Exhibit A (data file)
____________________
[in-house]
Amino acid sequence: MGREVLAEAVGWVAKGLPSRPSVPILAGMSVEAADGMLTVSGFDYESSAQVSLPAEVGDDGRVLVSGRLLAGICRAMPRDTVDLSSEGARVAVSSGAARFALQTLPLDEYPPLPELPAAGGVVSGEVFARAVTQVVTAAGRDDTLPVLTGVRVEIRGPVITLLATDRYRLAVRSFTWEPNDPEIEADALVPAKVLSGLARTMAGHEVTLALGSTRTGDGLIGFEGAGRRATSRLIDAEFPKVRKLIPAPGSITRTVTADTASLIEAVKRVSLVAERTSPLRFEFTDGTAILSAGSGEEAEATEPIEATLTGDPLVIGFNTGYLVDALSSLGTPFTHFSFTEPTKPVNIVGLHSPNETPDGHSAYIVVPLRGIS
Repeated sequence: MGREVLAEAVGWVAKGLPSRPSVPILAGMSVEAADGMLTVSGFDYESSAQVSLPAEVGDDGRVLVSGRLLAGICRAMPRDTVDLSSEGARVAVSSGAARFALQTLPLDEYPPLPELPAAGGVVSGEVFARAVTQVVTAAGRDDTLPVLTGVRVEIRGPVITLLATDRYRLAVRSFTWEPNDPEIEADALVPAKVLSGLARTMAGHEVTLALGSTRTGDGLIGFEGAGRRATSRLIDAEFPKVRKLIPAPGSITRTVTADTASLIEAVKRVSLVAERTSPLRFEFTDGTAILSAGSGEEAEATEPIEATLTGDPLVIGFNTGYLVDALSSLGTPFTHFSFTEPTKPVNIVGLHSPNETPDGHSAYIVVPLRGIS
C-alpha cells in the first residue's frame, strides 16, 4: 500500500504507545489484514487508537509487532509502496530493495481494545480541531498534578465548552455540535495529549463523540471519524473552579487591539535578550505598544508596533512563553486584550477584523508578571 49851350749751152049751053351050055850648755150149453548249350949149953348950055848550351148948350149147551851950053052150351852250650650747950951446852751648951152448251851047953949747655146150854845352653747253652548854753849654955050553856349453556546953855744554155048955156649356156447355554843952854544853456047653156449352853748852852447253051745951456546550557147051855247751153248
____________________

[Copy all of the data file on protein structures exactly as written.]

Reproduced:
[in-house]
Amino acid sequence: MGREVLAEAVGWVAKGLPSRPSVPILAGMSVEAADGMLTVSGFDYESSAQVSLPAEVGDDGRVLVSGRLLAGICRAMPRDTVDLSSEGARVAVSSGAARFALQTLPLDEYPPLPELPAAGGVVSGEVFARAVTQVVTAAGRDDTLPVLTGVRVEIRGPVITLLATDRYRLAVRSFTWEPNDPEIEADALVPAKVLSGLARTMAGHEVTLALGSTRTGDGLIGFEGAGRRATSRLIDAEFPKVRKLIPAPGSITRTVTADTASLIEAVKRVSLVAERTSPLRFEFTDGTAILSAGSGEEAEATEPIEATLTGDPLVIGFNTGYLVDALSSLGTPFTHFSFTEPTKPVNIVGLHSPNETPDGHSAYIVVPLRGIS
Repeated sequence: MGREVLAEAVGWVAKGLPSRPSVPILAGMSVEAADGMLTVSGFDYESSAQVSLPAEVGDDGRVLVSGRLLAGICRAMPRDTVDLSSEGARVAVSSGAARFALQTLPLDEYPPLPELPAAGGVVSGEVFARAVTQVVTAAGRDDTLPVLTGVRVEIRGPVITLLATDRYRLAVRSFTWEPNDPEIEADALVPAKVLSGLARTMAGHEVTLALGSTRTGDGLIGFEGAGRRATSRLIDAEFPKVRKLIPAPGSITRTVTADTASLIEAVKRVSLVAERTSPLRFEFTDGTAILSAGSGEEAEATEPIEATLTGDPLVIGFNTGYLVDALSSLGTPFTHFSFTEPTKPVNIVGLHSPNETPDGHSAYIVVPLRGIS
C-alpha cells in the first residue's frame, strides 16, 4: 500500500504507545489484514487508537509487532509502496530493495481494545480541531498534578465548552455540535495529549463523540471519524473552579487591539535578550505598544508596533512563553486584550477584523508578571 49851350749751152049751053351050055850648755150149453548249350949149953348950055848550351148948350149147551851950053052150351852250650650747950951446852751648951152448251851047953949747655146150854845352653747253652548854753849654955050553856349453556546953855744554155048955156649356156447355554843952854544853456047653156449352853748852852447253051745951456546550557147051855247751153248